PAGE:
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1 of 1 people found the following review helpful
5.0 out of 5 stars Who Framed Roger Rabbit? [1988] [25th Anniversary] [Blu-ray] [UK Release]
Who Framed Roger Rabbit? [1988] [25th Anniversary] [Blu-ray] [UK Release] On Blu-ray for the first time ever, this digitally re-mastered edition of ‘Who Framed Roger Rabbit?’ practically jumps off the screen with its brilliant picture, rich sound — and dangerous curves.

Its 1947 Hollywood and Eddie Valiant [Bob Hoskins], a down-on-his-luck...
Published 2 months ago by Andrew C. Miller

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4 of 4 people found the following review helpful
2.0 out of 5 stars Good blu-ray, faulty dvd
Nothing bad to say about the Blu-ray, but the DVD version is not as advertised. 1:33 and it ask for a disk 2 for some bonus who aren't here (this detail wouldn't bothered me if it wasn't advertised).

I bough it for the blu-ray but i expected a remastered movie on the dvd as well, not a recycled disk from the second dvd edition. If you already have the second...
Published 19 months ago by Fenneck?


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4 of 4 people found the following review helpful
2.0 out of 5 stars Good blu-ray, faulty dvd, March 14 2013
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This review is from: Who Framed Roger Rabbit: 25th Anniversary Edition Blu-ray Combo (Blu-ray + DVD) (Blu-ray)
Nothing bad to say about the Blu-ray, but the DVD version is not as advertised. 1:33 and it ask for a disk 2 for some bonus who aren't here (this detail wouldn't bothered me if it wasn't advertised).

I bough it for the blu-ray but i expected a remastered movie on the dvd as well, not a recycled disk from the second dvd edition. If you already have the second edition dvd, pass this one, nothing new, nothing better, nothing more.
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23 of 27 people found the following review helpful
1.0 out of 5 stars FILM STILL CUT!! STAY AWAY!!, April 2 2003
By 
This review is from: Who Framed Roger Rabbit (DVD)
What the heck is wrong with Disney?!?!? The ONLY version worth buying is the Original VHS release... TRUST ME. Back a couple years when the first DVD release was made, it was quickly discovered to be CUT and ALTERED for younger audiences. First, in the scene early in the film where Baby Herman throws a fit on the movie set. In the original version, he walks under a woman's legs and sticks his arm up her dress and says "Excuse me Toots!". On that DVD, Baby Herman's arm was re-drawn so it just stays by his side! Another scene is when Valiant first meets Jessica Rabbit. When he first enters the Toon Strip Club, we can see that Betty Boob is onstage with her shirt off and she's shaking her b%%b$ (don't get excited, her back is to the camera). This scene is completely CUT from the DVD. Later in the film when Jessica Rabbit and Valiant are riding on the car in Toontown... the car screeches out of control and crashes, throwing Valiant and Jessica onto the streets. For a second or two in the original version, it was VERY obvious that Jessica had NO underwear on and the dress was very wide-legged. In that first DVD, they added white underwear. NOW WE HAVE THIS VISTA SERIES DVD!! The version that they tote on TV as the "Definitive version"... AHH, yeah right. They HAVE gone back and fixed Baby Herman's arm. Now his arm reaches back up the dress. THANK YOU. But the scene of Betty Boob is still cut!! Not only that, but the scene with Jessica being thrown from the car has been RE-DRAWN!! Now her dress has been extended so that it is now pulled down revealing nothing!! These scenes may sound like "No big deal" to the average viewer, but what of us who love WHO FRAMED ROGER RABBIT? What of us who want the film we remember seeing?? Altering this film is just as offensive as what Lucas has done to STAR WARS!! Take my advice and STEER THOUSANDS OF MILES AWAY from this trite. If we all demand that we want ROGER RABBIT the way it WAS, and refuse to buy this new "Kid-Friendly" version... maybe Disney will take notice. Maybe...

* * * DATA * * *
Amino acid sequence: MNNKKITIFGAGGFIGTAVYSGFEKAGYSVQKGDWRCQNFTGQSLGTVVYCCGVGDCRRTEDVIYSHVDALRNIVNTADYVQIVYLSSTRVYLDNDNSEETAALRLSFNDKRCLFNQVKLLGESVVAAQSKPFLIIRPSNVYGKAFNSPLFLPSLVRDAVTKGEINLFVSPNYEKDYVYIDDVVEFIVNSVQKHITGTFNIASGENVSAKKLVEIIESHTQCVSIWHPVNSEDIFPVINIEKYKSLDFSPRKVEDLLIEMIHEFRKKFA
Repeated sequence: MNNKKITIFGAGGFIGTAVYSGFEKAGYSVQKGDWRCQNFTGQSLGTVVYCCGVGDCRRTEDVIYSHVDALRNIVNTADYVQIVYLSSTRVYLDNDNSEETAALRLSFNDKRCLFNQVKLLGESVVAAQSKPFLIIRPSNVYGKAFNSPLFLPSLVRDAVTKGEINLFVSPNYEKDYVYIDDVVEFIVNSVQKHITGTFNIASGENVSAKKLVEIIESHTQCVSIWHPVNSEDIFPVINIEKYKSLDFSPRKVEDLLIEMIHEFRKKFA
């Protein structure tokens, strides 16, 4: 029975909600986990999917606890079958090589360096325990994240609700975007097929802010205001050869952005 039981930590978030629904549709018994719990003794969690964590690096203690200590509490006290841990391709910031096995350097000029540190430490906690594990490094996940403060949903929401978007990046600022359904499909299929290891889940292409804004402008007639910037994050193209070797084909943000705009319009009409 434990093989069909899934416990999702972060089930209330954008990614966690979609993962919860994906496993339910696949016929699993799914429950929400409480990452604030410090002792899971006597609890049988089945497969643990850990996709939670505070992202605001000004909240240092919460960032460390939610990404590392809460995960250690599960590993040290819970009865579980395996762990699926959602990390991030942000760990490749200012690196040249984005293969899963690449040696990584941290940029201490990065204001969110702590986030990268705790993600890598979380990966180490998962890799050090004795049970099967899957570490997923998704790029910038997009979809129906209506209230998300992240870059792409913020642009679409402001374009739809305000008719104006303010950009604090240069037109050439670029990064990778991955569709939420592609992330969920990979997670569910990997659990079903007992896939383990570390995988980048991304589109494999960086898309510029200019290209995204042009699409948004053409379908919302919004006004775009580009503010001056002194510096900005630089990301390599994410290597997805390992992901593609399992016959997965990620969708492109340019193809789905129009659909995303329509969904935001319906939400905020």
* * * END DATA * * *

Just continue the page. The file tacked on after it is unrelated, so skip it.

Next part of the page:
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1 of 1 people found the following review helpful
5.0 out of 5 stars Who Framed Roger Rabbit? [1988] [25th Anniversary] [Blu-ray] [UK Release], Aug. 8 2014
By 
Andrew C. Miller - See all my reviews
(TOP 500 REVIEWER)